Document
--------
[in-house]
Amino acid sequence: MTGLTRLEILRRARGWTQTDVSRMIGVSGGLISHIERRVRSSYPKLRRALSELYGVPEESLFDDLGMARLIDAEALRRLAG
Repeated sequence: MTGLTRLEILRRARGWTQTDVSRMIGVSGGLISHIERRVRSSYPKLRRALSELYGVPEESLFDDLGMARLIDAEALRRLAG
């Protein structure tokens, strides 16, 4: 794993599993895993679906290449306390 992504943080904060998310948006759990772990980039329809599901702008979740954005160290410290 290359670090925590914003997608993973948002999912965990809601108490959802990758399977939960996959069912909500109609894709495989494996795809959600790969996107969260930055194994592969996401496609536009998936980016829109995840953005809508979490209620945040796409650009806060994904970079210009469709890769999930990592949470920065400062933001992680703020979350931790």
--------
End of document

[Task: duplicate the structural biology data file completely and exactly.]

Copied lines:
[in-house]
Amino acid sequence: MTGLTRLEILRRARGWTQTDVSRMIGVSGGLISHIERRVRSSYPKLRRALSELYGVPEESLFDDLGMARLIDAEALRRLAG
Repeated sequence: MTGLTRLEILRRARGWTQTDVSRMIGVSGGLISHIERRVRSSYPKLRRALSELYGVPEESLFDDLGMARLIDAEALRRLAG
């Protein structure tokens, strides 16, 4: 794993599993895993679906290449306390 992504943080904060998310948006759990772990980039329809599901702008979740954005160290410290 290359670090925590914003997608993973948002999912965990809601108490959802990758399977939960996959069912909500109609894709495989494996795809959600790969996107969260930055194994592969996401496609536009998936980016829109995840953005809508979490209620945040796409650009806060994904970079210009469709890769999930990592949470920065400062933001992680703020979350931790």